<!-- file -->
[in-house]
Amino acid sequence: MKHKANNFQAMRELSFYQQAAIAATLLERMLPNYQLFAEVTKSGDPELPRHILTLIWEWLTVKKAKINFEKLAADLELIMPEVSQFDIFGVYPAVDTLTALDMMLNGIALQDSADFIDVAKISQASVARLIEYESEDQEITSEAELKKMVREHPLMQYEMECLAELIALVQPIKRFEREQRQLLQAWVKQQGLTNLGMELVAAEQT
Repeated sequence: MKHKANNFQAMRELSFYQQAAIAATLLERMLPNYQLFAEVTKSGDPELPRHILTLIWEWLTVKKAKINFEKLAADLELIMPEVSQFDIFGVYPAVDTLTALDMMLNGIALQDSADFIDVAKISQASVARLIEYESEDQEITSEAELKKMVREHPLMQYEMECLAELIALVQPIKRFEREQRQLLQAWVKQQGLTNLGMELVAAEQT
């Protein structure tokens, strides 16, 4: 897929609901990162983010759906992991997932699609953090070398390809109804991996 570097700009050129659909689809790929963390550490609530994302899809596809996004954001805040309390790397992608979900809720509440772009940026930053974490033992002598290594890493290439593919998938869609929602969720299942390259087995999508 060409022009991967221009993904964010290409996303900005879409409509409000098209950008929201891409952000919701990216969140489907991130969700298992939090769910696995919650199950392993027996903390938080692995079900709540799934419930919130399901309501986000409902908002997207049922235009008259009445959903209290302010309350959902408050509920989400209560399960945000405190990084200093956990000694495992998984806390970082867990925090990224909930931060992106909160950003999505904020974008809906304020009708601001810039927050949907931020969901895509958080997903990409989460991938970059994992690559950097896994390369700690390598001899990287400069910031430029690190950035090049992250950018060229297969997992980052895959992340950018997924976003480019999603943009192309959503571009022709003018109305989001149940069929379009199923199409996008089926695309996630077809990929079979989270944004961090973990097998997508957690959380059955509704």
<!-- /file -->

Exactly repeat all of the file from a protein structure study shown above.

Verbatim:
[in-house]
Amino acid sequence: MKHKANNFQAMRELSFYQQAAIAATLLERMLPNYQLFAEVTKSGDPELPRHILTLIWEWLTVKKAKINFEKLAADLELIMPEVSQFDIFGVYPAVDTLTALDMMLNGIALQDSADFIDVAKISQASVARLIEYESEDQEITSEAELKKMVREHPLMQYEMECLAELIALVQPIKRFEREQRQLLQAWVKQQGLTNLGMELVAAEQT
Repeated sequence: MKHKANNFQAMRELSFYQQAAIAATLLERMLPNYQLFAEVTKSGDPELPRHILTLIWEWLTVKKAKINFEKLAADLELIMPEVSQFDIFGVYPAVDTLTALDMMLNGIALQDSADFIDVAKISQASVARLIEYESEDQEITSEAELKKMVREHPLMQYEMECLAELIALVQPIKRFEREQRQLLQAWVKQQGLTNLGMELVAAEQT
């Protein structure tokens, strides 16, 4: 897929609901990162983010759906992991997932699609953090070398390809109804991996 570097700009050129659909689809790929963390550490609530994302899809596809996004954001805040309390790397992608979900809720509440772009940026930053974490033992002598290594890493290439593919998938869609929602969720299942390259087995999508 060409022009991967221009993904964010290409996303900005879409409509409000098209950008929201891409952000919701990216969140489907991130969700298992939090769910696995919650199950392993027996903390938080692995079900709540799934419930919130399901309501986000409902908002997207049922235009008259009445959903209290302010309350959902408050509920989400209560399960945000405190990084200093956990000694495992998984806390970082867990925090990224909930931060992106909160950003999505904020974008809906304020009708601001810039927050949907931020969901895509958080997903990409989460991938970059994992690559950097896994390369700690390598001899990287400069910031430029690190950035090049992250950018060229297969997992980052895959992340950018997924976003480019999603943009192309959503571009022709003018109305989001149940069929379009199923199409996008089926695309996630077809990929079979989270944004961090973990097998997508957690959380059955509704």